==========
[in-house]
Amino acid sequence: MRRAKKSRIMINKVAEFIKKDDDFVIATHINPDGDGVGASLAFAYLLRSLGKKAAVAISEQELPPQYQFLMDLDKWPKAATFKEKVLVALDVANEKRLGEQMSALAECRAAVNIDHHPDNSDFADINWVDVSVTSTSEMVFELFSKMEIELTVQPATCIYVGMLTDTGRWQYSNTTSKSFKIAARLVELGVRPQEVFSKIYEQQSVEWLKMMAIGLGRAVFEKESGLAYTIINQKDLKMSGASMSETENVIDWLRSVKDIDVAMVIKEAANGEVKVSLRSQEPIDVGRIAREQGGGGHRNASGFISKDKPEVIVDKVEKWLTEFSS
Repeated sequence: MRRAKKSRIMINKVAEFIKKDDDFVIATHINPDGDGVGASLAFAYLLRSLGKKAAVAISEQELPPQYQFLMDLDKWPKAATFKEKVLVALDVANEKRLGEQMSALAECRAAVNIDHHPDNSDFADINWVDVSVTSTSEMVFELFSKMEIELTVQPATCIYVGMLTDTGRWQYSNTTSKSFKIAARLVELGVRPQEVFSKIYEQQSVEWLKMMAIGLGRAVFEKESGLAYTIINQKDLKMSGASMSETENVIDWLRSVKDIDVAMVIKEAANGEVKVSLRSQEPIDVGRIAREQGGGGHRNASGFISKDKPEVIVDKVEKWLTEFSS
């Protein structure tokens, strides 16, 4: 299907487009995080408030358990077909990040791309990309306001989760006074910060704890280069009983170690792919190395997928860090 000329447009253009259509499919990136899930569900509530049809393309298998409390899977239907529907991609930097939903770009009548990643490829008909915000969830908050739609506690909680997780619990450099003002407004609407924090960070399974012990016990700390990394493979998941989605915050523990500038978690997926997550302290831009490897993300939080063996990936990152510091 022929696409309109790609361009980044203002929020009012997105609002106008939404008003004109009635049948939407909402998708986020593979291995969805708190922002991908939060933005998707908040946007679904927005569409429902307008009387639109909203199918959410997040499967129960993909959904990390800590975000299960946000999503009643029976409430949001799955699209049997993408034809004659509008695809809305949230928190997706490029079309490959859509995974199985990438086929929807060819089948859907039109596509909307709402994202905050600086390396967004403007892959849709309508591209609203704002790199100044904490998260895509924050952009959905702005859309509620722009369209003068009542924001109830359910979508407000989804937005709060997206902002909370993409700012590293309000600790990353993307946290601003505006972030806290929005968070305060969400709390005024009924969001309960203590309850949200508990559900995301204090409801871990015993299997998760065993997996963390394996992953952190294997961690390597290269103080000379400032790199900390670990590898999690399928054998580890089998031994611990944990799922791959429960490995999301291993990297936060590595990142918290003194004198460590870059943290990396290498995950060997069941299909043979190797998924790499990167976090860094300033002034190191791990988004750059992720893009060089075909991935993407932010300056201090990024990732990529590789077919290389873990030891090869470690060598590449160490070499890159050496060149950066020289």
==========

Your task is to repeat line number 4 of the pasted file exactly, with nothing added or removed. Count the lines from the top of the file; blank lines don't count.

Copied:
């Protein structure tokens, strides 16, 4: 299907487009995080408030358990077909990040791309990309306001989760006074910060704890280069009983170690792919190395997928860090 000329447009253009259509499919990136899930569900509530049809393309298998409390899977239907529907991609930097939903770009009548990643490829008909915000969830908050739609506690909680997780619990450099003002407004609407924090960070399974012990016990700390990394493979998941989605915050523990500038978690997926997550302290831009490897993300939080063996990936990152510091 022929696409309109790609361009980044203002929020009012997105609002106008939404008003004109009635049948939407909402998708986020593979291995969805708190922002991908939060933005998707908040946007679904927005569409429902307008009387639109909203199918959410997040499967129960993909959904990390800590975000299960946000999503009643029976409430949001799955699209049997993408034809004659509008695809809305949230928190997706490029079309490959859509995974199985990438086929929807060819089948859907039109596509909307709402994202905050600086390396967004403007892959849709309508591209609203704002790199100044904490998260895509924050952009959905702005859309509620722009369209003068009542924001109830359910979508407000989804937005709060997206902002909370993409700012590293309000600790990353993307946290601003505006972030806290929005968070305060969400709390005024009924969001309960203590309850949200508990559900995301204090409801871990015993299997998760065993997996963390394996992953952190294997961690390597290269103080000379400032790199900390670990590898999690399928054998580890089998031994611990944990799922791959429960490995999301291993990297936060590595990142918290003194004198460590870059943290990396290498995950060997069941299909043979190797998924790499990167976090860094300033002034190191791990988004750059992720893009060089075909991935993407932010300056201090990024990732990529590789077919290389873990030891090869470690060598590449160490070499890159050496060149950066020289």